After an introduction to the industry as a fleet-minded car dealer, I have spent the last few decades sort of straddling between the automotive fleet, retail industry, and the technology sector, focusing on where those worlds intersect with new innovations and procedures.
I can honestly say that there has never been a time with more potential for deep structural changes in the way vehicles are procured and used, than now.
Mobility as a Service (MaaS), as moved forward by car-sharing companies, such as ZipCar and DriveNow and ride-sharing companies such as Uber, Lyft, and Gett, will dramatically affect how vehicles are sold and used in the United States in the not too distant future if any of the research out there is even close to being on target.
As a brief overview, car-sharing companies are those that operate a service that can provide vehicles at any time of the day without any human friction. Ride-sharing companies provide services where a driver and a vehicle subcontract themselves out for transportation use.
Let’s conisder a few researchers’ charts I picked up at the TU-Automotive Conference held in Detroit at the beginning of June. One chart (below) shows the dramatic increase in new vehicles sold to mobility fleets (the majority outside of 15 years), another (page 26) shows the projected exponential revenue growth of MaaS companies from $30 billion this year, to $250 billion by 2022 and $1 trillion by 2030.
By 2021, MaaS companies are projected to be valued at almost four times the amount of all vehicle manufacturers combined.
This is not too hard to believe, when you consider that today, even with all of its management troubles, Uber is still the highest-valued startup in history, with a value around $70 billion. This is at a time when Ford and GM are around a $45 billion and $52 billion market cap, respectively. This is also at a time when the price of a taxi medallion in NYC is down by more than half in the last few years.
Whether the valuations for these early market leaders are too inflated, really is not the issue, there is no debate that MaaS has and will change every aspect of transportation in this country over the long haul.
Automotive Fleet Editor Mike Antich’s insightful editorial published online in March, “Mobility Management As a Change Agent Will Transform Fleet,” touched on one aspect of potential change, based on Europe, where they seem to be way ahead of the U.S. in “smart cities” and car sharing in general.
Another area of potential change would be if dealers ever entered the MaaS business, under a uniform brand. If they did this, they could leap frog the initial entrants, as, I think, only dealers have a structural cost competitive advantage in vehicle acquisition, service, maintenance etc., but that is another topic.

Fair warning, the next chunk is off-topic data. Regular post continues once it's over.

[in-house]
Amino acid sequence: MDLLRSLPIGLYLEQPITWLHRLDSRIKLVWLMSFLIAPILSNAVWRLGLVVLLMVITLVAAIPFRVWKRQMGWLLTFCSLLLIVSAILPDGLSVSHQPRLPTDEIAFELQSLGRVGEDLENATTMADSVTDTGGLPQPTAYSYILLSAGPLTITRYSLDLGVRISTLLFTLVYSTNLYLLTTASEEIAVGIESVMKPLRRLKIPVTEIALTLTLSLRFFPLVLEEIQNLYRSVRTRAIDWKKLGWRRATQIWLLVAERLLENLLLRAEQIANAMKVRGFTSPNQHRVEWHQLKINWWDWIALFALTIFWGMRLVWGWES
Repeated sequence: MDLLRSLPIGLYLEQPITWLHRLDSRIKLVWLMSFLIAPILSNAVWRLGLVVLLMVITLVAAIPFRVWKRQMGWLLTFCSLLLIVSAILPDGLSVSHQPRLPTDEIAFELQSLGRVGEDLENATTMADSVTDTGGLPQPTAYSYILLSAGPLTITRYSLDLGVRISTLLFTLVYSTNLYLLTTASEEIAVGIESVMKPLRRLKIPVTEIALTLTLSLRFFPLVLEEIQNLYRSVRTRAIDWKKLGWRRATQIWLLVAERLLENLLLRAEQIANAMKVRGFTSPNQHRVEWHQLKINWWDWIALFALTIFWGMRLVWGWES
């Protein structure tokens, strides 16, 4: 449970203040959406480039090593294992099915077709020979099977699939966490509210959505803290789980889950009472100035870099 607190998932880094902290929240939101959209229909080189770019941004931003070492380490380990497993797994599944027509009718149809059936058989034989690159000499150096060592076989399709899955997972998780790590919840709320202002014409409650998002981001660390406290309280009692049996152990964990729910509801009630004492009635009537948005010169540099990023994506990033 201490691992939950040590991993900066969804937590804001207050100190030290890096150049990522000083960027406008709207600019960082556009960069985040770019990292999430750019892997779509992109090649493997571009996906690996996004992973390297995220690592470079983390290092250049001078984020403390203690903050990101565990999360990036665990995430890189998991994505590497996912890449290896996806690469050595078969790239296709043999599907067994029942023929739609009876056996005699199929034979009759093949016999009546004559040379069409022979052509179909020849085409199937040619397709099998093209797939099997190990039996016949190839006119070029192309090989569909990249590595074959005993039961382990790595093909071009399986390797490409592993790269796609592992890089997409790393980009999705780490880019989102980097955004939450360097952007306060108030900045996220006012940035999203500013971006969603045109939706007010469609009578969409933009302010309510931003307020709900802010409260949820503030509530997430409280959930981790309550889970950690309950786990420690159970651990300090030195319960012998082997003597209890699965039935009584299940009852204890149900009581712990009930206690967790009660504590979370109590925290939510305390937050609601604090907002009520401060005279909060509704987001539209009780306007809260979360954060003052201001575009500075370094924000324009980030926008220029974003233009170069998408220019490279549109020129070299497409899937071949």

Perhaps, counterintuitively, I actually think integrating MaaS, car sharing and ride sharing services, when appropriate in fleet management, actually enhances the skill and management capabilities of the conventional fleet role, while reducing some of the “grunt work” touch points.
A car-sharing fleet can be totally automated. The scheduling, pick and drop off, accounting, etc., can all done by a mobile software platform and an algorithm. On the other hand, managing the introduction and utilization of a car sharing fleet requires higher management capabilities. It could even be a revenue source, if the company presents the vehicles for non-company drivers.
When and how to use car-sharing and ride-sharing for maximum efficiency, based on specific corporate transportation needs, requires a big picture analysis, and is something only an astute fleet manager can do.
In parallel, in this new world of MaaS, I see the value of fleet management companies growing, as there will be services that only they will be able to provide. For instance, with a car sharing model, vehicles could not only be “shared” within the same company, they could also potentially promote greater efficiencies within a network of companies in the same geographic locations, coordinated by their fleet management provider.
Remember, pick-up, dispatch, driver identification, even proper billing is all automated through the mobile software platform and algorithm (note: this is available now by third party providers). What is really needed, once again, is the higher level “brain work” to figure out how and where to coordinate this multiple company fleet usage in various markets.
These ideas are just the tip of the iceberg really. When one sees the fleet business from a broader perspective, not just acquiring and running a fleet a vehicles, but as an advanced exercise of getting folks from “point a” to “point b” in the most efficient, cost effective, environmentally sustainable and image conscious way possible, MaaS innovation could have tremendous long-term implications.
So what’s the next step in an effort to have a hand in developing this new future, instead of one day getting blindsided by change? If there is interest, perhaps there can be a gathering of a group of fleet industry folks, including corporate fleet managers, fleet management company representatives, OEMs and some MaaS tech experts to investigate how MaaS might satisfy some current and future fleet needs.
Maybe generate a proper needs analysis through a round table or two, and then develop a series of possible solutions MaaS implementation might offer. To paraphrase a quote attributed to Darwin, “It is not the strongest of the species that survives, nor the most intelligent that survives. It is the one that is most adaptable to change.”
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